South Korean central bank lowers interest rate to 4 per cent
South Korea's central bank Friday lowered its key interest rate for the third time in less than a month, saying the cut was made necessary by a persisting domestic economic slowdown, reported dpa.
The Bank of Korea's fiscal policy committee decided to cut the benchmark seven-day repo rate by 0.25 per cent to 4 per cent. The cut comes after a dramatic 75-basis-point cut in late October which followed a cut by 25 basis points earlier that month.
"The domestic economic slowdown persists," the bank said. "The pace of export growth has declined owing to the weakening of global economic growth and domestic demand such as private consumption remains sluggish."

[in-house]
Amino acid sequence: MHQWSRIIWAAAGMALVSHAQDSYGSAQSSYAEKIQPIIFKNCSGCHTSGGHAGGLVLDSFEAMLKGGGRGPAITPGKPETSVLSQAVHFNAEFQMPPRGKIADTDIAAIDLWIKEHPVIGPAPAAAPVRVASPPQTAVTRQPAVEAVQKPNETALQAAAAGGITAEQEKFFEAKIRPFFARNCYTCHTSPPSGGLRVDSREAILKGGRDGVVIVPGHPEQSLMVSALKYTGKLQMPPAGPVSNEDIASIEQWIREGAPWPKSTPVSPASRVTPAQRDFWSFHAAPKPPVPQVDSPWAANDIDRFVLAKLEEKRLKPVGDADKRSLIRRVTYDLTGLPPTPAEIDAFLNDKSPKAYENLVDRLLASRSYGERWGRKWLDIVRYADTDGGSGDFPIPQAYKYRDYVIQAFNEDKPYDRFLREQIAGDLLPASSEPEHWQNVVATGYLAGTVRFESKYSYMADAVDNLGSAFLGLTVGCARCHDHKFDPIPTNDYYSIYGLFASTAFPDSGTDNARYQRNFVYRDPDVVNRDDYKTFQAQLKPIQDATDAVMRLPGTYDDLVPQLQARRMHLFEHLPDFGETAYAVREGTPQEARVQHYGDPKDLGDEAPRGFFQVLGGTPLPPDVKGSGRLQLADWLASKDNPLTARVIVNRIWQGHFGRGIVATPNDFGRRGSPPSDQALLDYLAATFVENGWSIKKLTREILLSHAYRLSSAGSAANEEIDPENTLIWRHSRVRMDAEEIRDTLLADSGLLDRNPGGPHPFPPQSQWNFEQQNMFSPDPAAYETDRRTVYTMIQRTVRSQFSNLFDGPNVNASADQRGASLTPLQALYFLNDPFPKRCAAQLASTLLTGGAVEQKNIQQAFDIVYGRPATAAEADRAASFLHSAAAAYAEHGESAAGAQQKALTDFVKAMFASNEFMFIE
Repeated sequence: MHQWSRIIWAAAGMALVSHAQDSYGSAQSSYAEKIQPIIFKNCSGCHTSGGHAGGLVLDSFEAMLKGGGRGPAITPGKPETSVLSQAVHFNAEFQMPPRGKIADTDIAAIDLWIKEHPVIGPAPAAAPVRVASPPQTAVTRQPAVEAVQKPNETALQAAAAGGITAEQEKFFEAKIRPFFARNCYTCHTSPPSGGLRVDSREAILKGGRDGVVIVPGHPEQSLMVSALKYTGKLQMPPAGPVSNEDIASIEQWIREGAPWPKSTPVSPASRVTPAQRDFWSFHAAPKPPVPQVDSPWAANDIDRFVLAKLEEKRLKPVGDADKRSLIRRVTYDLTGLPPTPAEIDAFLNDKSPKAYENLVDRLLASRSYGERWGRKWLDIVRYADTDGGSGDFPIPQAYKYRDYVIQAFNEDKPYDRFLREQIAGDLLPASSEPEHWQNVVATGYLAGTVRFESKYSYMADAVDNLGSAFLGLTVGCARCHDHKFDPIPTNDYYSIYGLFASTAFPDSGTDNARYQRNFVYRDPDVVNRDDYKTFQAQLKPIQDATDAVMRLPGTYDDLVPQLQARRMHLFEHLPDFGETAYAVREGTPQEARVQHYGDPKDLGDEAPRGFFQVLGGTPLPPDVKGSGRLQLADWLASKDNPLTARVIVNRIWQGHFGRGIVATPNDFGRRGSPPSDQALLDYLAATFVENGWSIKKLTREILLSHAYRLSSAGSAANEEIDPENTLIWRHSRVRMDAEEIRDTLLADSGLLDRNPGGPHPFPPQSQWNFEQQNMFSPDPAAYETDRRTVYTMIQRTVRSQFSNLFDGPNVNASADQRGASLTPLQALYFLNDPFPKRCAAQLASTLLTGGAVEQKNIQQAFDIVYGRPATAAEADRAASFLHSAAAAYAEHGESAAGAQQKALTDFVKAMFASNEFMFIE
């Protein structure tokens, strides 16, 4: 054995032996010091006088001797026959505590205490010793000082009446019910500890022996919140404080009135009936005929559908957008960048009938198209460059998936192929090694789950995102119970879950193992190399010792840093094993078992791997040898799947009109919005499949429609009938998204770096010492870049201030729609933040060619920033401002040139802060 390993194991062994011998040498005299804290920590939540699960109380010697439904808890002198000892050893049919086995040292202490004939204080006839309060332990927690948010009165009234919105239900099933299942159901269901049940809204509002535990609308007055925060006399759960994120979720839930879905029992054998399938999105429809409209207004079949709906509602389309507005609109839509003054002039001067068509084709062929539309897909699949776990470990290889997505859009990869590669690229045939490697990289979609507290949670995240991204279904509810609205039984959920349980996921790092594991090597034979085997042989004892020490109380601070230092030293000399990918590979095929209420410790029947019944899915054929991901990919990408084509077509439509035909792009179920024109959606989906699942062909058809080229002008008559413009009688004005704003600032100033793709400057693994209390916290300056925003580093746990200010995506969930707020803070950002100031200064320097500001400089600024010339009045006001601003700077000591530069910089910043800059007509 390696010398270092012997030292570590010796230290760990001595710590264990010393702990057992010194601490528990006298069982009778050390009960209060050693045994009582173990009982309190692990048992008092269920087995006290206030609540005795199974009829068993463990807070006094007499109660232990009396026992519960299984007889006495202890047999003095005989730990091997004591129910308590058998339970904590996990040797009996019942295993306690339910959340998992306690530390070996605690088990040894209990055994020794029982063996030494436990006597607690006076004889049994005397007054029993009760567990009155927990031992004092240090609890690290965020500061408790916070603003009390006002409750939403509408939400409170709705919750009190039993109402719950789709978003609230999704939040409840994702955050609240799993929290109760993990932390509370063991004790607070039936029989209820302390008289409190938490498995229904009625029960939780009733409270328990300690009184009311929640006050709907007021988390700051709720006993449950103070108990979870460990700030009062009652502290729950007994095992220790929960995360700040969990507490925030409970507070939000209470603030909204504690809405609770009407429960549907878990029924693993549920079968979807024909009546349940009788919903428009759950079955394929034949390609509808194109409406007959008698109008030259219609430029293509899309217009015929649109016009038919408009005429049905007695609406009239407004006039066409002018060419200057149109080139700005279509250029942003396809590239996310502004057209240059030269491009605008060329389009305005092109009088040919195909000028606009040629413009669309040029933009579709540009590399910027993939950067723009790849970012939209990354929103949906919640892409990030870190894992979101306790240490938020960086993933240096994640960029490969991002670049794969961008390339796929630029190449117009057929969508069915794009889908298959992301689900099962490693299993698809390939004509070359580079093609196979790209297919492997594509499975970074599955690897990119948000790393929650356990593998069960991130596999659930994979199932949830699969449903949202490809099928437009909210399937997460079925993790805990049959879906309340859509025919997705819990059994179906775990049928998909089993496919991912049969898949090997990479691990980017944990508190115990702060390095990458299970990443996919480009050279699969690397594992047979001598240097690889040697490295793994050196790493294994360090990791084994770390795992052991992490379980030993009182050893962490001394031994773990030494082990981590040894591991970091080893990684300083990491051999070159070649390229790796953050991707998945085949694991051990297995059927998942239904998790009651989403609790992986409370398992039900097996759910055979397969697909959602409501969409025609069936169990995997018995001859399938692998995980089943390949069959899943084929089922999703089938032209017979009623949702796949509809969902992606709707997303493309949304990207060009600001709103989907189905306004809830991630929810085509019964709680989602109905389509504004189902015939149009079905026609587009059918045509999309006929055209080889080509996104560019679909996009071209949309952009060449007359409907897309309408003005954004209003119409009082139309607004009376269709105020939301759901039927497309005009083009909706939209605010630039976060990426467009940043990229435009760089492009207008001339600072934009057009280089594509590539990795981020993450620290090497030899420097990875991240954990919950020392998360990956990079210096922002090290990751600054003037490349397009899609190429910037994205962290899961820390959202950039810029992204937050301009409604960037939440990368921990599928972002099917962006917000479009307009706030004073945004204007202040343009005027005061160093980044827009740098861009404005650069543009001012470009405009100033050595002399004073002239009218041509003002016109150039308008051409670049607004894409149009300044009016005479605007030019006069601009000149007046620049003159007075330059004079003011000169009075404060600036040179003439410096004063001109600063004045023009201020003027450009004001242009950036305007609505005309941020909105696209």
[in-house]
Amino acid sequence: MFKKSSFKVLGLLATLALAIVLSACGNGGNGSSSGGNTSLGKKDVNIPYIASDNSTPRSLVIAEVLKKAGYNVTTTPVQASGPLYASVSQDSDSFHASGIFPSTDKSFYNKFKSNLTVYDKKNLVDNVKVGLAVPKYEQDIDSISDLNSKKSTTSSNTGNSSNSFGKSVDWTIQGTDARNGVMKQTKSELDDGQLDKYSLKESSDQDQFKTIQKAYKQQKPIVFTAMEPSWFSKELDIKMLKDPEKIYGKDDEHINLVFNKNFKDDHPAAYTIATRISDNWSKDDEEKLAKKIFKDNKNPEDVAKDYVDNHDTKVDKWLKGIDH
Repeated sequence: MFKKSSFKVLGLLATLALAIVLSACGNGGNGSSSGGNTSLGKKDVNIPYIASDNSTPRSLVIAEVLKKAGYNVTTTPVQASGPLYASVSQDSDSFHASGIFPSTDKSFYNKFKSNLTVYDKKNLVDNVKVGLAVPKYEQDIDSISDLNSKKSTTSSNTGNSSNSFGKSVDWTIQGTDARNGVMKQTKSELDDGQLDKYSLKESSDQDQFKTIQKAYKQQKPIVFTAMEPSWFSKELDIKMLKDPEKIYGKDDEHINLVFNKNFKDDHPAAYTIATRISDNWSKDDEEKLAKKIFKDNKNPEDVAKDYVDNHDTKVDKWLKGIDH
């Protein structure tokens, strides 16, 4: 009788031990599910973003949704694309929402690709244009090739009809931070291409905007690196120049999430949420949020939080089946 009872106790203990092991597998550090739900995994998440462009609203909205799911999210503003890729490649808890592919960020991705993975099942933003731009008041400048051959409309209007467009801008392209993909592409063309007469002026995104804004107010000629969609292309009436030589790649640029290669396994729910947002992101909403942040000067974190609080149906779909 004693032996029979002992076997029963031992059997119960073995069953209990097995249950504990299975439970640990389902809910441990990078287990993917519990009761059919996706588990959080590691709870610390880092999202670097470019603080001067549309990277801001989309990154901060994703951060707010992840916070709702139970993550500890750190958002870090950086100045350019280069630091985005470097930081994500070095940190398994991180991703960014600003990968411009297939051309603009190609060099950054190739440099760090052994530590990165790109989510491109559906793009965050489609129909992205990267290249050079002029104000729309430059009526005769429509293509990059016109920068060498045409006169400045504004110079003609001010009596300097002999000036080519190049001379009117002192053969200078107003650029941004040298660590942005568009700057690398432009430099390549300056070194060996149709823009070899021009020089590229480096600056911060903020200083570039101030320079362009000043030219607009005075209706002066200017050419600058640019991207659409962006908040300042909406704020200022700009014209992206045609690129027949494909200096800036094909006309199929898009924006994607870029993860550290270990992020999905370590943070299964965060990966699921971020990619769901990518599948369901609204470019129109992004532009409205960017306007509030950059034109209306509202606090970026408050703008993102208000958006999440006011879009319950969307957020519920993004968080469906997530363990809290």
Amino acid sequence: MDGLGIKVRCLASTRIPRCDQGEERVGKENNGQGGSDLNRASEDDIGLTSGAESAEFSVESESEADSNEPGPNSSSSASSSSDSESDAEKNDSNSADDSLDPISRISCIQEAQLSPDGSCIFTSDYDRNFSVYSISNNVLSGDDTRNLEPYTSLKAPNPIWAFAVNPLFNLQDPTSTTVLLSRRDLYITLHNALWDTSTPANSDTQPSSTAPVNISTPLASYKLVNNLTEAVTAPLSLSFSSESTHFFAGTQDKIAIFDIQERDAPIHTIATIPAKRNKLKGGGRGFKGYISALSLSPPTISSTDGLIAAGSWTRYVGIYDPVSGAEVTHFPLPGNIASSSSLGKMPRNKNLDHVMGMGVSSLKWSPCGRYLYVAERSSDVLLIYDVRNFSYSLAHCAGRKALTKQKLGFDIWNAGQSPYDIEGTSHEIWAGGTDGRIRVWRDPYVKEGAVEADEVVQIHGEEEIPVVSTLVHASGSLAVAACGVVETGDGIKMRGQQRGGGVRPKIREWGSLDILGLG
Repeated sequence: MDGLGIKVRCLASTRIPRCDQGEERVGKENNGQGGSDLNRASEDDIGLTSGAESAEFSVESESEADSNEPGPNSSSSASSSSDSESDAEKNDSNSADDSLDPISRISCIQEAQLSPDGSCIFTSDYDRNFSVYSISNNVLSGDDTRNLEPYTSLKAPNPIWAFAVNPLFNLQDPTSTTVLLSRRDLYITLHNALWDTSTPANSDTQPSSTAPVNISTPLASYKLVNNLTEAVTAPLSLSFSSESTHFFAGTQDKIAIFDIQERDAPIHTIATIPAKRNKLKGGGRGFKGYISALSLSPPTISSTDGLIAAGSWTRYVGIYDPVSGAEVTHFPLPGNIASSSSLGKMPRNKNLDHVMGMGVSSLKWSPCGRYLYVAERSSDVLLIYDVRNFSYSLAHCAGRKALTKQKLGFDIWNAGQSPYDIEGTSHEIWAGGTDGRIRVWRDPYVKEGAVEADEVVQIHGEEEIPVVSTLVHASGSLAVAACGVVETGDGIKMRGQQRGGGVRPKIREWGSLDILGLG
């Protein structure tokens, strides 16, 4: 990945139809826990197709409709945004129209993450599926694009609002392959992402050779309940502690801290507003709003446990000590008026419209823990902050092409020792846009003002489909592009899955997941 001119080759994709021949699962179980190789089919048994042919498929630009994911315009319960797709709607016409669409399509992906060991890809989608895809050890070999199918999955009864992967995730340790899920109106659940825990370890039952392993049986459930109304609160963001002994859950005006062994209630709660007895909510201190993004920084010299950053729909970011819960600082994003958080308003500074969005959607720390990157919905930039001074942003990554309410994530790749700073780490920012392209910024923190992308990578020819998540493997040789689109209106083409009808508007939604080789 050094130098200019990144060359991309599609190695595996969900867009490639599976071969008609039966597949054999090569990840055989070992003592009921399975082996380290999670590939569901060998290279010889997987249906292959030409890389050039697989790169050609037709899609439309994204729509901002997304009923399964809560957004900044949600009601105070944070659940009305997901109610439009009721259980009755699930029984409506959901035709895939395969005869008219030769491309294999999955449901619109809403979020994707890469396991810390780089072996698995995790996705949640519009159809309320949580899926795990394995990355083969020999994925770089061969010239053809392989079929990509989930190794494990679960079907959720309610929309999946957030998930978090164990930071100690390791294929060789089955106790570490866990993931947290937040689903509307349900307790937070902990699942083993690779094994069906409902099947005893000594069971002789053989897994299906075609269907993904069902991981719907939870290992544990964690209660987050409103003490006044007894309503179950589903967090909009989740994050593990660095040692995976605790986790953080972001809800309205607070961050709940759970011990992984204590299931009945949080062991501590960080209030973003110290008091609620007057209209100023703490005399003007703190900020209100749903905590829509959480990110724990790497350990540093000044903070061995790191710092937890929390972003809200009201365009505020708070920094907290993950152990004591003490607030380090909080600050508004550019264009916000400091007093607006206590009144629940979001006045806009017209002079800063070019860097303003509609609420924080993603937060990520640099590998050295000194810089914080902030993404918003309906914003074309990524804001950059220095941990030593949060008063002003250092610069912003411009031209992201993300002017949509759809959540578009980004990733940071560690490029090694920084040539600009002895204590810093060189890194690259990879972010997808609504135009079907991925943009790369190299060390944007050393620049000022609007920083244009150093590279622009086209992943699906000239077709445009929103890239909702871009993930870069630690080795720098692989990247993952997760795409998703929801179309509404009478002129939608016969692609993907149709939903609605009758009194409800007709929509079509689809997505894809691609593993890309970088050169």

The rate, which is important for lending between banks, is at its lowest level since February 2006. The central bank had lowered the rate twice in October. The latest cut follows a decision by the European Central Bank to cut interest rates in the eurozone from 3.75 per cent to 3.25 per cent.
The Bank of Korea indicated further cuts, if necessary. "We will do what is needed to ward off the risk of a severe slowdown in economic activity brought about mainly by the financial market unrest."
Earlier this week the South Korean government announced a stimulus package of 14 trillion won (10.6 billion dollars) to counter the slowdown.
Public spending will be increased by 11 trillion won. Finance Minister Kang Man Soo warned that the growth rate of Asia's fourth-largest economy could slump to 3 per cent in 2009. In July, the government downgraded its growth projections for the current year from 6 per cent to 4.5 to 5 per cent.